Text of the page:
When it comes to steroids, put Robin Yount in the "reasonable" camp

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Missed this from late last week, but Robin Yount has become the latest in a long line of Hall of Famers to weigh in on the Mark McGwire steroids stuff. When asked what he thought of Carlton Fisk and Rich Gossage and everyone taking shots at McGwire, he had this to say:

“A number of guys have that attitude. I would like to know what they would’ve done if they
were in that same boat. I’ll be very honest, in the fact that there was no
testing and if there were benefits from it, it would have been very
difficult. Without testing in place, you would’ve almost been forced to do it to keep up . . . It wouldn’t have been an easy decision. Or maybe it would’ve been
an easy decision, for that matter. You just would’ve had to do it to
keep up. I’m
glad that I didn’t have to make that call because it would have been a
very difficult decision to decide whether to do it or not.”

When it comes to a person’s acts, there is such a thing as right and wrong.  But when it comes to a person’s motivations, there is very rarely such a clear dichotomy. The people who have come out strong against McGwire and his brethren in the steroid brotherhood are completely right to go after the acts, but they’re either completely misguided when it comes to the motivations or else they don’t see the difference.

Adrian Beltre puts his helmet on backwards to face a switch pitcher

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“A” switch pitcher is probably not the most accurate way to put that. It’s more like “The” switch pitcher, as Pat Venditte of the Mariners is the only one extant.

Last night the right-handed hitting Adrian Beltre had to face Venditte, who obviously chose to pitch righty to the Rangers third baseman. Before coming up to the plate, Beltre jokingly donned his helmet backwards and pretended that he’d hit left-handed:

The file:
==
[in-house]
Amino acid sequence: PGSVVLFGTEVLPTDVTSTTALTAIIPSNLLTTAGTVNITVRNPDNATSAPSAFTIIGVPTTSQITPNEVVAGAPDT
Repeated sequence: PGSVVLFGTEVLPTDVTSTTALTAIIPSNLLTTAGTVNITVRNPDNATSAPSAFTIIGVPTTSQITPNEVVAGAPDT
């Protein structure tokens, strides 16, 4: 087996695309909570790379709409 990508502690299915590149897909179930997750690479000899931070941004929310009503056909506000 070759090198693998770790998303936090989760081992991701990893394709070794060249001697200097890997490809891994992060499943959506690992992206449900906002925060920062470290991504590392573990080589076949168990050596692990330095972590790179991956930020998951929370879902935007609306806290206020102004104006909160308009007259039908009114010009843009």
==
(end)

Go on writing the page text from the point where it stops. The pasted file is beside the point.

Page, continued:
He needn’t have bothered. Beltre doubled to left field off of Venditte, showing that at some point, platoon splits really don’t matter.

MLB, MLBPA donate $250,000 for Louisiana flood relief

BATON ROUGE, LA - AUGUST 15:  Richard Schafer navigates a boat past a flooded home on August 15, 2016 in Baton Rouge, Louisiana. Record-breaking rains pelted Louisiana over the weekend leaving the city with historic levels of flooding that have caused at least seven deaths and damaged thousands of homes.  (Photo by Joe Raedle/Getty Images)
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Major League Baseball and the Major League Baseball Players Association announced this morning that they are contributing $250,000 to assist victims of the devastating floods that recently hit Louisiana.

The $250,000 contribution is being divided among three charitable organizations: The American Red Cross will receive a $125,000 contribution and two charities connected to Major League Players – the Baton Rouge Area Foundation and High Socks for Hope – will each receive a $62,500 contribution.

According to the joint press release, several players with connections to the area, including Reid Brignac, Will Harris, Wade LeBlanc, Mikie Mahtook, Anthony Ranaudo and Ryan Schimpf were consulted in determining which organizations would receive funding support.

Nice move, union and league.